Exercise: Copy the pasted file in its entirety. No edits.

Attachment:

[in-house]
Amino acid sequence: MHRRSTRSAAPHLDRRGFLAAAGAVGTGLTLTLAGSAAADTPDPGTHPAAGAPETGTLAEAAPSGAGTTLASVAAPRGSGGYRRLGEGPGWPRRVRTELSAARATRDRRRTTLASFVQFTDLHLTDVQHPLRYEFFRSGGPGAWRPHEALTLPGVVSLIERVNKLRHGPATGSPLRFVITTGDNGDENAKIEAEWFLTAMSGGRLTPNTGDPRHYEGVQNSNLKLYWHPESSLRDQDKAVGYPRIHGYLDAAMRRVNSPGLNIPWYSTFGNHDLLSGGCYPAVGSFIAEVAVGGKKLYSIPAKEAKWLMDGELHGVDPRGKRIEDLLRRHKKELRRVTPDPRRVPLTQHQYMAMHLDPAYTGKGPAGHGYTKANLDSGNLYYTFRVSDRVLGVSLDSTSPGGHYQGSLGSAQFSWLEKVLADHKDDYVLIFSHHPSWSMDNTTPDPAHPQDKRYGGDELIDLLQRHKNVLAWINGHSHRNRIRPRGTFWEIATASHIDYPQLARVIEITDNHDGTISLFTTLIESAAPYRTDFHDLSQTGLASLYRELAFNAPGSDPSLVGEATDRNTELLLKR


[in-house]
Amino acid sequence: MHRRSTRSAAPHLDRRGFLAAAGAVGTGLTLTLAGSAAADTPDPGTHPAAGAPETGTLAEAAPSGAGTTLASVAAPRGSGGYRRLGEGPGWPRRVRTELSAARATRDRRRTTLASFVQFTDLHLTDVQHPLRYEFFRSGGPGAWRPHEALTLPGVVSLIERVNKLRHGPATGSPLRFVITTGDNGDENAKIEAEWFLTAMSGGRLTPNTGDPRHYEGVQNSNLKLYWHPESSLRDQDKAVGYPRIHGYLDAAMRRVNSPGLNIPWYSTFGNHDLLSGGCYPAVGSFIAEVAVGGKKLYSIPAKEAKWLMDGELHGVDPRGKRIEDLLRRHKKELRRVTPDPRRVPLTQHQYMAMHLDPAYTGKGPAGHGYTKANLDSGNLYYTFRVSDRVLGVSLDSTSPGGHYQGSLGSAQFSWLEKVLADHKDDYVLIFSHHPSWSMDNTTPDPAHPQDKRYGGDELIDLLQRHKNVLAWINGHSHRNRIRPRGTFWEIATASHIDYPQLARVIEITDNHDGTISLFTTLIESAAPYRTDFHDLSQTGLASLYRELAFNAPGSDPSLVGEATDRNTELLLKR